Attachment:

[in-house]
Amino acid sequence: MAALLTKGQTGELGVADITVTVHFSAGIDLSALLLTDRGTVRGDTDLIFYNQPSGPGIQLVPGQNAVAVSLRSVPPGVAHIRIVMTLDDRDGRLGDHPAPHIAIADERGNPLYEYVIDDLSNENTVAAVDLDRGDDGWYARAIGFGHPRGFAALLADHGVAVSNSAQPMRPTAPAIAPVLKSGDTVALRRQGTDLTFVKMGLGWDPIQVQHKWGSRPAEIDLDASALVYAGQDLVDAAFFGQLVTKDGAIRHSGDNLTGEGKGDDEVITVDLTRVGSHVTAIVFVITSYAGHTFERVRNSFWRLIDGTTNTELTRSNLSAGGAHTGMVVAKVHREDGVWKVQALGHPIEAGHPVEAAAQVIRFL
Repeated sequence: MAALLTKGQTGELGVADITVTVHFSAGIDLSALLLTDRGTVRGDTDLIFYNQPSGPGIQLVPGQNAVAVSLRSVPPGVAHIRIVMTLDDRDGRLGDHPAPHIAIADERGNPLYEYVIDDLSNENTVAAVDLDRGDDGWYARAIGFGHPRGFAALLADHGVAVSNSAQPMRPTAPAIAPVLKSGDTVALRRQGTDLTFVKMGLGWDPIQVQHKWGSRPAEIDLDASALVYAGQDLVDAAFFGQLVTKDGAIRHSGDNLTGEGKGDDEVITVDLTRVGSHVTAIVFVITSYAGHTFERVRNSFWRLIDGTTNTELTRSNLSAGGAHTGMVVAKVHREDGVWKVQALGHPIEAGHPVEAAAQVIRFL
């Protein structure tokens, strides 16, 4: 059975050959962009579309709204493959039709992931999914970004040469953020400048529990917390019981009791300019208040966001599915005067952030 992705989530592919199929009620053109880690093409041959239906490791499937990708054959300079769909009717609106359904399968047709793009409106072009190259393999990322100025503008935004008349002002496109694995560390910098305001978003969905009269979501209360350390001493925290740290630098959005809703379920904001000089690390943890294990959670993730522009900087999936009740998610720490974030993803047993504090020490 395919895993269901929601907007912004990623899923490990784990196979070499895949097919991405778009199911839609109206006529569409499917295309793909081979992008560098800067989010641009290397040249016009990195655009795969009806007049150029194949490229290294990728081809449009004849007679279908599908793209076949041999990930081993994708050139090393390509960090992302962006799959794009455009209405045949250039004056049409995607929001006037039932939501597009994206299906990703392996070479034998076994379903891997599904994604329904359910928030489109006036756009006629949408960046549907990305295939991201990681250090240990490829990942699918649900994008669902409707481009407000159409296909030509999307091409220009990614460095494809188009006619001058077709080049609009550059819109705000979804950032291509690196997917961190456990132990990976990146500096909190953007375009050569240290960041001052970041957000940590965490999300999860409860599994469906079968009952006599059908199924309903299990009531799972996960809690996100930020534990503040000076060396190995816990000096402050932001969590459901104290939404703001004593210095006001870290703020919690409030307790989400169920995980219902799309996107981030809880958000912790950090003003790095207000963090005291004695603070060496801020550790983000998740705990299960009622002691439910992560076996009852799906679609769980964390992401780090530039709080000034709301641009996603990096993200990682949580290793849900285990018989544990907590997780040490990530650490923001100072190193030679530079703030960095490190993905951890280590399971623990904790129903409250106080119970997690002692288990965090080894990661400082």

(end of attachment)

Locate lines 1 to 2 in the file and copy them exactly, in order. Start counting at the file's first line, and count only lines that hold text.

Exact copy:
[in-house]
Amino acid sequence: MAALLTKGQTGELGVADITVTVHFSAGIDLSALLLTDRGTVRGDTDLIFYNQPSGPGIQLVPGQNAVAVSLRSVPPGVAHIRIVMTLDDRDGRLGDHPAPHIAIADERGNPLYEYVIDDLSNENTVAAVDLDRGDDGWYARAIGFGHPRGFAALLADHGVAVSNSAQPMRPTAPAIAPVLKSGDTVALRRQGTDLTFVKMGLGWDPIQVQHKWGSRPAEIDLDASALVYAGQDLVDAAFFGQLVTKDGAIRHSGDNLTGEGKGDDEVITVDLTRVGSHVTAIVFVITSYAGHTFERVRNSFWRLIDGTTNTELTRSNLSAGGAHTGMVVAKVHREDGVWKVQALGHPIEAGHPVEAAAQVIRFL